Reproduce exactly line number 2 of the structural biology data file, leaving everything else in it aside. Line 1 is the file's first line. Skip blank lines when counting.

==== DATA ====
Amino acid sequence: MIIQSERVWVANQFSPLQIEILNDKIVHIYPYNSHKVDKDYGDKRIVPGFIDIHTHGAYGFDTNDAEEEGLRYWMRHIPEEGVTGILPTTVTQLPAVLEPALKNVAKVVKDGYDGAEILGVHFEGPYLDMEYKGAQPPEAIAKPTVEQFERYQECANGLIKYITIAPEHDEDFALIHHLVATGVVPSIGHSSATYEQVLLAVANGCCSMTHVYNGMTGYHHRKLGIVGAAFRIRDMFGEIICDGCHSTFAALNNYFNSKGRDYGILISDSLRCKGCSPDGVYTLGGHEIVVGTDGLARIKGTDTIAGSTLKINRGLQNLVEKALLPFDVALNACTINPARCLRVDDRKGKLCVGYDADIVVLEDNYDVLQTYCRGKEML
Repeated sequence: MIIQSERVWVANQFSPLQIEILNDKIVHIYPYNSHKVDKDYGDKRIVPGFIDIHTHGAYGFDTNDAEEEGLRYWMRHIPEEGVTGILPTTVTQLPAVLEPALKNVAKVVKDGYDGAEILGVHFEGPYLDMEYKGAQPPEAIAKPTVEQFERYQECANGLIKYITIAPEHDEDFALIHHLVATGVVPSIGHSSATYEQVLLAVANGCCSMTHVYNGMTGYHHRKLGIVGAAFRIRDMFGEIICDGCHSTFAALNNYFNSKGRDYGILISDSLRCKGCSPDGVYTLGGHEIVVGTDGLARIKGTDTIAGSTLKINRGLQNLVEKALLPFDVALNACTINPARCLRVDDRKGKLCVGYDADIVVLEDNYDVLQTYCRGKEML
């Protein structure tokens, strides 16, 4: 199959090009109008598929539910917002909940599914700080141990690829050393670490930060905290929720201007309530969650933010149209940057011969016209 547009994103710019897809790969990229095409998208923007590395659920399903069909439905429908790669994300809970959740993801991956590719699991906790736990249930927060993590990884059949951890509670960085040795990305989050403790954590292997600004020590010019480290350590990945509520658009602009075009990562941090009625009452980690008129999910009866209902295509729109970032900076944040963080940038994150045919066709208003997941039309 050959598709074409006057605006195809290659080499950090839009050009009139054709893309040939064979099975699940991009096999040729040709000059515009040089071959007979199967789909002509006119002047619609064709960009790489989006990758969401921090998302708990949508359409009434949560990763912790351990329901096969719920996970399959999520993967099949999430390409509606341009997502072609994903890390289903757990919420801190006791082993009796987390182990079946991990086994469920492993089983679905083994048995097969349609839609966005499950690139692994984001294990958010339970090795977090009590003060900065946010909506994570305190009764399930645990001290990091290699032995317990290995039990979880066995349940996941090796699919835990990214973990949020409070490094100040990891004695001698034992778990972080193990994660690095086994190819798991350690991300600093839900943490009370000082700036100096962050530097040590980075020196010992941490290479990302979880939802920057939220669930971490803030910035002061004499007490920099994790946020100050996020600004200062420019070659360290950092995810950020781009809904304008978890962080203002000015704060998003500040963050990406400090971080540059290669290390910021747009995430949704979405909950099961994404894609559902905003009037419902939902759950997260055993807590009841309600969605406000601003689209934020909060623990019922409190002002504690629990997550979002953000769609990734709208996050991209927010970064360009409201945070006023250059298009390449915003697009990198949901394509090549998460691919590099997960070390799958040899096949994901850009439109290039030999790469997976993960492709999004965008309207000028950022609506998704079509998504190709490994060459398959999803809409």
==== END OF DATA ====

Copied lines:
Repeated sequence: MIIQSERVWVANQFSPLQIEILNDKIVHIYPYNSHKVDKDYGDKRIVPGFIDIHTHGAYGFDTNDAEEEGLRYWMRHIPEEGVTGILPTTVTQLPAVLEPALKNVAKVVKDGYDGAEILGVHFEGPYLDMEYKGAQPPEAIAKPTVEQFERYQECANGLIKYITIAPEHDEDFALIHHLVATGVVPSIGHSSATYEQVLLAVANGCCSMTHVYNGMTGYHHRKLGIVGAAFRIRDMFGEIICDGCHSTFAALNNYFNSKGRDYGILISDSLRCKGCSPDGVYTLGGHEIVVGTDGLARIKGTDTIAGSTLKINRGLQNLVEKALLPFDVALNACTINPARCLRVDDRKGKLCVGYDADIVVLEDNYDVLQTYCRGKEML